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Not sure who all is still interested in this thread or any of the continuing research I am doing, but what I have found includes tariff reports from Japan, where I. verum is not native, shipping out star anise; botanical differentiation did not occur until 1881, but star anise was still referred to as I. anisatum in the literature for years to follow; aniseed oil was actually mostly made from star anise (a paper from 1903); another 19th century paper stating that of all the essential oils that go into absinthe, aniseed oil is the one that causes symptoms most closely resembling absinthism. Also, I am tracking down a source that states that during distillation of absinthe a scent like cinnamon or cloves wafts thought the air (distillers, feel free to chime in) which might seem irrelevant but one way to theoretically differentiate between I. verum and I. anisatum is that I. anisatum smells faintly of cloves.

All together it is enough for me to go into the lab and distill some absinthe for science! But before I do that, I need the appropriate verification materials so that if I publish a paper it holds up to scrutiny. Also, I need a good source for Illicium anisatum, but that's a different can of worms. Therefore, if anyone can help, or knows someone who can help, please pass this along: www.gofundme.com/olqivk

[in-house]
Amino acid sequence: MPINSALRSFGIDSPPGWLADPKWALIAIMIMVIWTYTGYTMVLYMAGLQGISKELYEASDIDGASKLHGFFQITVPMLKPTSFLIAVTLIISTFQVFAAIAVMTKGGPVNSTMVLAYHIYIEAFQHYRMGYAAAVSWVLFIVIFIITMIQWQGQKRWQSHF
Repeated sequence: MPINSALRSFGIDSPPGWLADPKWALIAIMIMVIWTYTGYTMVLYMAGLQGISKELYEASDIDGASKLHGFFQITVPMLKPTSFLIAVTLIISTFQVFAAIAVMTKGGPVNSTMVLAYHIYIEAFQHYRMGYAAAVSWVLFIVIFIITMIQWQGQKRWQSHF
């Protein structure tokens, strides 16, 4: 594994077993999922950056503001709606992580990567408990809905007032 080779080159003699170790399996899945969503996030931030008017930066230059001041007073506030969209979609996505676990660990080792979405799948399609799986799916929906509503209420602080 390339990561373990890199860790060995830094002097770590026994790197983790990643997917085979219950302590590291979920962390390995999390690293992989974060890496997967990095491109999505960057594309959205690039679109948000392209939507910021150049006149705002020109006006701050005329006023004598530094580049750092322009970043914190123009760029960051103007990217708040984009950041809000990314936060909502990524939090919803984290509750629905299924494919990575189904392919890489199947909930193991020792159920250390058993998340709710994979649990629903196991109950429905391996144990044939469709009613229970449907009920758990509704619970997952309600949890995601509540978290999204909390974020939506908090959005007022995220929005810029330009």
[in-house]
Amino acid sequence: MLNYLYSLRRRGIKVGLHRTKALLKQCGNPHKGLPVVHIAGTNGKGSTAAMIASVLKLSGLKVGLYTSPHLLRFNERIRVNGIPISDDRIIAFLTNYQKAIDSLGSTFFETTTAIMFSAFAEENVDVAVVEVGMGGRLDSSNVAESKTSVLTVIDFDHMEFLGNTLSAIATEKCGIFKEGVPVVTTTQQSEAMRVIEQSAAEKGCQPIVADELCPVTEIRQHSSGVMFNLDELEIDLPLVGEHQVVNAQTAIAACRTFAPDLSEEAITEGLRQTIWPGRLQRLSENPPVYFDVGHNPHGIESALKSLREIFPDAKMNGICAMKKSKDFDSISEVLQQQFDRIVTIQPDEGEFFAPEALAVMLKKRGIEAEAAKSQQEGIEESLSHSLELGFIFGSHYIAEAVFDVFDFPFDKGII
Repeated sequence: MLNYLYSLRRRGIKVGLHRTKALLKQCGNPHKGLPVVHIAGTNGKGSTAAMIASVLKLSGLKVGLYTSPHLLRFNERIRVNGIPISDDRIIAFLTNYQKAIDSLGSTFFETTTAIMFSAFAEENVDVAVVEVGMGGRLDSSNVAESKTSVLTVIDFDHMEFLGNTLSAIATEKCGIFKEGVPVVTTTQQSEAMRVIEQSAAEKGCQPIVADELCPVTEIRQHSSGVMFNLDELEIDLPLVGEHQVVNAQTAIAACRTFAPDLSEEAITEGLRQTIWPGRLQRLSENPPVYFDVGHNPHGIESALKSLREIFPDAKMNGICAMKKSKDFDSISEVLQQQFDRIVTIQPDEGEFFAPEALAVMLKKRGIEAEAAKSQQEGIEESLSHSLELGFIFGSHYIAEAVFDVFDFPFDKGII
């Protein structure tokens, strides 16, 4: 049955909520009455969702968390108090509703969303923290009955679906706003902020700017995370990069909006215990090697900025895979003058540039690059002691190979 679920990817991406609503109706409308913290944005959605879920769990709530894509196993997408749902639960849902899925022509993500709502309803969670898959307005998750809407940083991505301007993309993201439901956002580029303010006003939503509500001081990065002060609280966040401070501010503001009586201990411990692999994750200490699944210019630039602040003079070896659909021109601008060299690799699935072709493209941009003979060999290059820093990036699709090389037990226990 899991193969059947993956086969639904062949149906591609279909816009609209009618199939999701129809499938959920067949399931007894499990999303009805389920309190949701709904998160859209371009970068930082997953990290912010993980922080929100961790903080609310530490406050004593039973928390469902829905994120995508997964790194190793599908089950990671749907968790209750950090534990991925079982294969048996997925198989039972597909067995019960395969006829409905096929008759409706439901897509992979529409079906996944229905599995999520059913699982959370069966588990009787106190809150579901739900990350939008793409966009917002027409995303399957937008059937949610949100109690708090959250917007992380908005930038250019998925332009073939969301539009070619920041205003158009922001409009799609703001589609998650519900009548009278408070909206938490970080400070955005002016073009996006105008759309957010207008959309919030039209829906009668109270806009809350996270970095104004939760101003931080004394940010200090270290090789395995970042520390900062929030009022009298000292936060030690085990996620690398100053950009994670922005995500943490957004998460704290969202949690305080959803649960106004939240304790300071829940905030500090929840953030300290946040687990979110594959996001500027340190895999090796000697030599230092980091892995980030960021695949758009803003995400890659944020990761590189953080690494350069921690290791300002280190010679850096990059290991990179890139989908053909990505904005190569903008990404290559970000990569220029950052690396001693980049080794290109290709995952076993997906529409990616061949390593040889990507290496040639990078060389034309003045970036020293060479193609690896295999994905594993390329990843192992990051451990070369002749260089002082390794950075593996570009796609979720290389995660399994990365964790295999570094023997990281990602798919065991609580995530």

Thank you all!

Edited by herbgirl

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Does that 19th century source use essential oils as a substitute for actual absinthe analysis? One of the biggest problems with Magnan is that he tested straight wormwood oil and not actually absinthe when he demonized our beloved spirit.


The differences between beverage distillation and essential oil extraction in terms of what volatile oils will pass through can be huge in some cases. So the question concerning the validity of measuring even anise oils versus what could be found in absinthe of the day and area is one that needs to be addressed.


Also, the statement that essential oils go into absinthe, instead of found in, makes me wonder if the author was also not aware of compound versus distilled versions of the spirit, which raises plenty of questions on my end about absinthe manufacturing during that time period.


Basically, test the oils that actually come through proper food-grade ethanol distillation, not what is assumed to be.

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This thread on the French forum discusses one example of compounding absinthe from "essence"

Granted, that one example is an anecdote, but it suggests that the amount of essential oils in the final product was very dilute.



This product was not a 'home kit', it was made to be used by the commercial liqouriste, or mixed in the back room of a saloon to make bulk swill. And it was also likely the tool of the counterfeiters of the day.

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